Structural Capacity Reduction for Drilled Shafts with Minor Flaws


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Title: Structural Capacity Reduction for Drilled Shafts with Minor Flaws

Author(s): Hazem A. Sarhan, Michael W. O’Neill, and Sami W. Tabsh

Publication: Structural Journal

Volume: 101

Issue: 3

Appears on pages(s): 291-297

Keywords: construction; design; flexure

Date: 5/1/2004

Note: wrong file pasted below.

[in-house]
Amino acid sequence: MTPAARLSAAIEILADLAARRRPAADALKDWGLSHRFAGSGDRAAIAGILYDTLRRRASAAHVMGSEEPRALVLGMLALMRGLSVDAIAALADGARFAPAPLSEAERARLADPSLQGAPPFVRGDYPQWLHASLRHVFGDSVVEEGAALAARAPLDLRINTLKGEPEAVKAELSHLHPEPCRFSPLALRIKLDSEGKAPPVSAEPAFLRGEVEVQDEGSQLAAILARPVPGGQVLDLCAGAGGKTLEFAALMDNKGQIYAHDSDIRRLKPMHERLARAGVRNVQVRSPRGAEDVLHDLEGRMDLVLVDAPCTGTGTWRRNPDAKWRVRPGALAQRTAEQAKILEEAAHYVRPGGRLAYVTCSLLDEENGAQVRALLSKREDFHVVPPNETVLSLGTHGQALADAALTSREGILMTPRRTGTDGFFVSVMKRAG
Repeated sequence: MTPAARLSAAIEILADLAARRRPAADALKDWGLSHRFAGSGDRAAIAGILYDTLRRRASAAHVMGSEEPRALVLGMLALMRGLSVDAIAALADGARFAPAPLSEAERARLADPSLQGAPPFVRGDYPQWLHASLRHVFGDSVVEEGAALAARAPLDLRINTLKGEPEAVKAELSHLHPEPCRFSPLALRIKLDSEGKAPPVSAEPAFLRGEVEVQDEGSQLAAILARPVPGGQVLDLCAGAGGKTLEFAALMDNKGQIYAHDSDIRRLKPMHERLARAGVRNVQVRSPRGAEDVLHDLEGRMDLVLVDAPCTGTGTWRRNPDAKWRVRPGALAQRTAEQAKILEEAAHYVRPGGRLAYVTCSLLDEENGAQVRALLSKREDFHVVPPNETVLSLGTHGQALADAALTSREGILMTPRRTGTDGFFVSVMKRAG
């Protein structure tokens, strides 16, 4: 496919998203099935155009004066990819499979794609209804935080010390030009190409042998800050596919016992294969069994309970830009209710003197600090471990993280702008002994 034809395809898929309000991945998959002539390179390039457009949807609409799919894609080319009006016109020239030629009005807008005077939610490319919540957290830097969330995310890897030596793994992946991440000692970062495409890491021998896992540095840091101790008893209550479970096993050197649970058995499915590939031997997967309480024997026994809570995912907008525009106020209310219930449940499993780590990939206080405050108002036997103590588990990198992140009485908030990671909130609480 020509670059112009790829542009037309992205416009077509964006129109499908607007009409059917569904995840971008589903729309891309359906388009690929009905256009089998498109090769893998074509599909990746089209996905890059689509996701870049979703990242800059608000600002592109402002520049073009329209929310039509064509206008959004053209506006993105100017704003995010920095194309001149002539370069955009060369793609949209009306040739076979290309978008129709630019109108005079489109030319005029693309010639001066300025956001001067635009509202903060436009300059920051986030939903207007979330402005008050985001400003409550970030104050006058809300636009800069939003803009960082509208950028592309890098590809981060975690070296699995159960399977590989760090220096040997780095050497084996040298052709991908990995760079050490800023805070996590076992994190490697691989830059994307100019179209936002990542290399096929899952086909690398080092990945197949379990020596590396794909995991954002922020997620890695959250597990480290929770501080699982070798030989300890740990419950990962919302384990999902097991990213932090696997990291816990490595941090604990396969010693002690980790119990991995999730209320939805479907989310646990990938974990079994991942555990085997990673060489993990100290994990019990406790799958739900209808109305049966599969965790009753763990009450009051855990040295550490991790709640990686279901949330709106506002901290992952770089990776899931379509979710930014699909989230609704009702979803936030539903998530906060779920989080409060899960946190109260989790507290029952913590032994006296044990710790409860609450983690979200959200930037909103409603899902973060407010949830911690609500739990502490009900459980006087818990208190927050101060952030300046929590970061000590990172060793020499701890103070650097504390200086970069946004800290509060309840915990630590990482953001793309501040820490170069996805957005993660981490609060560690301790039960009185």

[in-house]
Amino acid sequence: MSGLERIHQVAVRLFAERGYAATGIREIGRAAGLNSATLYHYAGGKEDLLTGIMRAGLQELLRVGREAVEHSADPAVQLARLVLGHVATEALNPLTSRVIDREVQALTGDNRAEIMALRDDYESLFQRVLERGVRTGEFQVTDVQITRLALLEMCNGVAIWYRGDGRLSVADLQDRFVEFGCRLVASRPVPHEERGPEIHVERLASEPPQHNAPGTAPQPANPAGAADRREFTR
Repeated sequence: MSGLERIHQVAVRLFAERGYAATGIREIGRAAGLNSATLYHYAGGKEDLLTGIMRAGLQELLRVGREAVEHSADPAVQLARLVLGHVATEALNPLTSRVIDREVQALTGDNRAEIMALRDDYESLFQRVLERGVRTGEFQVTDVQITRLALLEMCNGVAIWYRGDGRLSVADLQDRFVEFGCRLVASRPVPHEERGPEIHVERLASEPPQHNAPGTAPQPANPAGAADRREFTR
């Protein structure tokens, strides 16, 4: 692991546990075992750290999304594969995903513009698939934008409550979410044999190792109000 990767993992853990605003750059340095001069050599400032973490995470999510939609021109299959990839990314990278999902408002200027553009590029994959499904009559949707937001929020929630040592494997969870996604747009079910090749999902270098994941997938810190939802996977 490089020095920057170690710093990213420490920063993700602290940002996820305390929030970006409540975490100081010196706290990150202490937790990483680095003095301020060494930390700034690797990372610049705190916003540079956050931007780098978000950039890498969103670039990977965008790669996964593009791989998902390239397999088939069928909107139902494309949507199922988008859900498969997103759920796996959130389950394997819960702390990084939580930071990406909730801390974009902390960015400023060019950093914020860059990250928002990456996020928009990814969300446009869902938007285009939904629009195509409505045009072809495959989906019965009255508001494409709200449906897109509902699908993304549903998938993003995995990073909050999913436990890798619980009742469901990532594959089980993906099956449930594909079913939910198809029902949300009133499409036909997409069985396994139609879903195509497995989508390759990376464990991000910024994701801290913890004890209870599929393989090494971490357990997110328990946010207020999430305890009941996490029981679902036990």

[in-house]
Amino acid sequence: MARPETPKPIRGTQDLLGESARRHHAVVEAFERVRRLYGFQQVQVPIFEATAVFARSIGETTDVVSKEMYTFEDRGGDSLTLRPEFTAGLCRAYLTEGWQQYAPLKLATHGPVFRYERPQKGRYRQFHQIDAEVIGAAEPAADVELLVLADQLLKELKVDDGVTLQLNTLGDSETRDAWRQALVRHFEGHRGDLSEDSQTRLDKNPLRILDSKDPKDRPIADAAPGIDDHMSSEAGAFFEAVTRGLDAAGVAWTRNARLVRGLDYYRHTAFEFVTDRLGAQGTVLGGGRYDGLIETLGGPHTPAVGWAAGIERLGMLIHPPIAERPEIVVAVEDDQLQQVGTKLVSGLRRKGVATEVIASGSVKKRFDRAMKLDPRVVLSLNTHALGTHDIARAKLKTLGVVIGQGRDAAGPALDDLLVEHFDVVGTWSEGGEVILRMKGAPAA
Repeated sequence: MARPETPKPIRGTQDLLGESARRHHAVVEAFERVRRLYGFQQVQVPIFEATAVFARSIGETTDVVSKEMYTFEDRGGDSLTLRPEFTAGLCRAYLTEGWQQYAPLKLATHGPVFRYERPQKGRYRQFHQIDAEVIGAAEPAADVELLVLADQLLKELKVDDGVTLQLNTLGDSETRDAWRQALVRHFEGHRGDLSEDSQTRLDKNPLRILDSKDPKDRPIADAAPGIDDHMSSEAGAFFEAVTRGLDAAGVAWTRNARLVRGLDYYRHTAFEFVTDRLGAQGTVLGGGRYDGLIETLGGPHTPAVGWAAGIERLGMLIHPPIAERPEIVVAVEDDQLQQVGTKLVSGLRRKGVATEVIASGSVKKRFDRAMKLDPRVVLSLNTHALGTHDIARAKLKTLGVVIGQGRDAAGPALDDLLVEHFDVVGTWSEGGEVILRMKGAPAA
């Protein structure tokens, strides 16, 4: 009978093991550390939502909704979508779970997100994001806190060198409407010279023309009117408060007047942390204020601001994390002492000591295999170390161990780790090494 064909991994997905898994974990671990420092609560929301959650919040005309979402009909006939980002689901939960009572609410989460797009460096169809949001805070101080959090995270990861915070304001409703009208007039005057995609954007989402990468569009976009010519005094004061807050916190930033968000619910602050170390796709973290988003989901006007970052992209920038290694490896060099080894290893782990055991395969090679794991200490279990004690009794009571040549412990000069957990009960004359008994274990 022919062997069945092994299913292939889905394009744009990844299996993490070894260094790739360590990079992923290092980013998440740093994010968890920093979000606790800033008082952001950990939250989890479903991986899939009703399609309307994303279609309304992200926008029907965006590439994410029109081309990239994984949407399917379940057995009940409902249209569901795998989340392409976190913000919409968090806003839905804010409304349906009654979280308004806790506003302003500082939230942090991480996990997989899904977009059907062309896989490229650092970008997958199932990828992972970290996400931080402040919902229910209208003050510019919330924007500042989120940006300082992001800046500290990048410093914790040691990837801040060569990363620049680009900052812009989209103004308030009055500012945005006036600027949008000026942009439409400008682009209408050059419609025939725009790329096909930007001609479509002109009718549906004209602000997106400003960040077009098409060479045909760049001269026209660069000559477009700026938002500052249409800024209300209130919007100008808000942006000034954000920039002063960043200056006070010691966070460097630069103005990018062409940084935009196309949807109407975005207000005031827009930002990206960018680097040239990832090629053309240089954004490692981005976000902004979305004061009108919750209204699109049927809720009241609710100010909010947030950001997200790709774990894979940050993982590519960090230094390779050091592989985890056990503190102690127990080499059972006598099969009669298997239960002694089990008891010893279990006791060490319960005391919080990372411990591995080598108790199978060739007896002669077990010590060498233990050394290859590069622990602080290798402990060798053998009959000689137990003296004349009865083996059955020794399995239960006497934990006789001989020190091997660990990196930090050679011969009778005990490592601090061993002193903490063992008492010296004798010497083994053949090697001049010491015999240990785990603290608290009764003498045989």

The use of drilled shafts has increased in the last decade due to their cost-effectiveness, versatility, and minimal environmental impact compared with other types of deep foundations. The construction process, however, sometimes introduces minor flaws that are not always detectable with well-performed nondestructive evaluation (NDE) processes. The construction method, working environment, and visibility of the end product for a drilled shaft are different from those of an element in the superstructure, yet most structural designers typically attempt to ensure safety in both types of elements using the same resistance factors. This paper summarizes the results from a comprehensive series of research projects involving flawed drilled shafts and investigates the frequency of occurrence of flaws that will not normally be detected by well-executed NDE programs. The results from this study present capacity reduction factors corresponding to worst-case scenarios. These factors should be refined using a probabilistic approach to formulate realistic resistance factors to be used in the structural design of drilled shafts considering the presence of undetectable minor flaws.